Let’s move the first weekend of the NCAA Tournament on campus. The top 4 seeds in each region get to host 4 teams. Imagine the added intrigue of Louisville/Notre Dame when home-court in the NCAA Tournament could be on the line? Imagine the conference tournaments with that added weight?

The regionals can remain at neutral sites. The first weekend should be brought on campus. Think upsets are fun at neutral sites? Think, if you could, to last year and Lehigh knocking out Duke in Cameroon Indoor Stadium instead of a half-empty Greensboro Coliseum. Think about a packed Allen Fieldhouse or Rupp Arena cheering on their favorite team in games that truly matter. Think about how loud a student section could be when everything is on the line.

A top team should not be beholden to the NCAA Tournament committee’s selection of sites 3 years prior to gain a home court advantage for being one of the best 16 teams in America. They earned it. Give it to them.

2. Cut The Field Back to 64

What really needs to be said here? We don’t need 68 teams in the tournament. Read any “Bubble Watch” column and the refrain is similar – “Boy, we got some bad teams on the bubble.” It’s too many.

The straw man argument from coaches – who, shockingly, don’t want to get fired – is that the number of Division 1 teams has expanded so that means the tournament should too. I guess I miss the part when 100 new teams were added to the ACC. Yes, the NCAA’s top division has increased in numbers recently. But do we need more tournament slots because Utah Valley State and NJIT made the leap up?

Of course not. The “First Four” charade in Dayton every year is sad and farcical. Yet, it’s hardly makes the top 10 of horrible things the NCAA has done in the past 3 years. So…go NCAA?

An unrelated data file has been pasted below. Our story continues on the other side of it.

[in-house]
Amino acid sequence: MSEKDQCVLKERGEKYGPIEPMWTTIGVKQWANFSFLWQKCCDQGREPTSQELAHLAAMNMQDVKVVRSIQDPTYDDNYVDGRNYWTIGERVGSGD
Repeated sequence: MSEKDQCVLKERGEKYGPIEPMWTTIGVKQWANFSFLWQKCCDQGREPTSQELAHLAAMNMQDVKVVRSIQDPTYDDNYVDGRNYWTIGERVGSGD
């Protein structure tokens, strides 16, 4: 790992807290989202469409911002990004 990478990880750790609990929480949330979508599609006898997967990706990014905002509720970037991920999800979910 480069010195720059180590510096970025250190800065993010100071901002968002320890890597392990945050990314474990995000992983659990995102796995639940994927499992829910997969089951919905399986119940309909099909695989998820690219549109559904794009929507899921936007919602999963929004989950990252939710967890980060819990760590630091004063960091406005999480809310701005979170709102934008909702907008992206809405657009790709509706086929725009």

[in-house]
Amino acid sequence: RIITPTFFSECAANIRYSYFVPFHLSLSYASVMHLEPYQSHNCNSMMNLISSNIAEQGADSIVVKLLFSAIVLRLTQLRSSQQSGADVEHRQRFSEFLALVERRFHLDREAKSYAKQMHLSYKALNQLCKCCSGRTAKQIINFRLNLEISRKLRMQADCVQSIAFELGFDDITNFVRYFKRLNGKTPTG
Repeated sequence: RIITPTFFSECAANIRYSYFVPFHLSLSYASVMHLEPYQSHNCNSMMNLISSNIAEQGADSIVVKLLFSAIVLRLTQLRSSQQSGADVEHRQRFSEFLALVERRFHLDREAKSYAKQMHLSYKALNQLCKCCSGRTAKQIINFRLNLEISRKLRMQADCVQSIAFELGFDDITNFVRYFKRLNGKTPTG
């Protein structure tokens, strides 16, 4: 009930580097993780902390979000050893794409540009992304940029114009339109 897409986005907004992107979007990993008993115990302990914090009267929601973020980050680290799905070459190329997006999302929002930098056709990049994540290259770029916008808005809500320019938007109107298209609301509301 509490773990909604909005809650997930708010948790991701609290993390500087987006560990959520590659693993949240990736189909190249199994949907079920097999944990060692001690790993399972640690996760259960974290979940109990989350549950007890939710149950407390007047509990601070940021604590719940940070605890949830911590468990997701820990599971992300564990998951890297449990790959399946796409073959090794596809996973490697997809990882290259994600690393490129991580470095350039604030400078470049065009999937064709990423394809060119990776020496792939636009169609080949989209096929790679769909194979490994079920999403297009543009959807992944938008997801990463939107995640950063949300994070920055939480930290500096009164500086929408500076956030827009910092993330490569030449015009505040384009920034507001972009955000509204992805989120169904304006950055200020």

3. Limit Conference Tournaments to 8 Teams

DePaul is a horrible basketball program. They are the worst Big East team each and every year. I believe they have won 6 conference games in 6 years. They are a disgrace.

Yet, every March, they show up in Madison Square Garden with a chance to play in the NCAA Tournament merely by existing.

The straw man argument from coaches – who, shockingly, don’t want to get fired – is that every kid deserves to play in a conference tournament. Dick Vitale loves to shout about the indignity of kids that don’t get to play in these tournaments.

I’m sorry, are we giving out participant ribbons now for the top level of collegiate basketball in this country? In what world do 100% of teams get into the playoffs to decide a champion? Especially when an NCAA Tournament berth is on the line?

To be fair, if we really wanted to make the college basketball regular season mean something, we’d get rid of these stupid tournaments altogether but that horse has left the barn long, long ago.

We can still make it better. Top 8 from any conference makes it in. Period, end of story. No conference has more than 16 teams and, let’s be frank, if you can’t finish in the top half of your conference, you don’t deserve to be considered for a championship.

As I write this, Illinois – the team that knocked off Indiana is possibly the finish of the year – is on the NCAA bubble and 9th in the Big Ten standings. Wouldn’t that be a nice, juicy story for the media to bite into, as Illinois fights just to make its conference tournament?

The status quo for college basketball isn’t bad. But it isn’t great. It’s adequate.

College basketball is a great sport. It deserves more than adequate.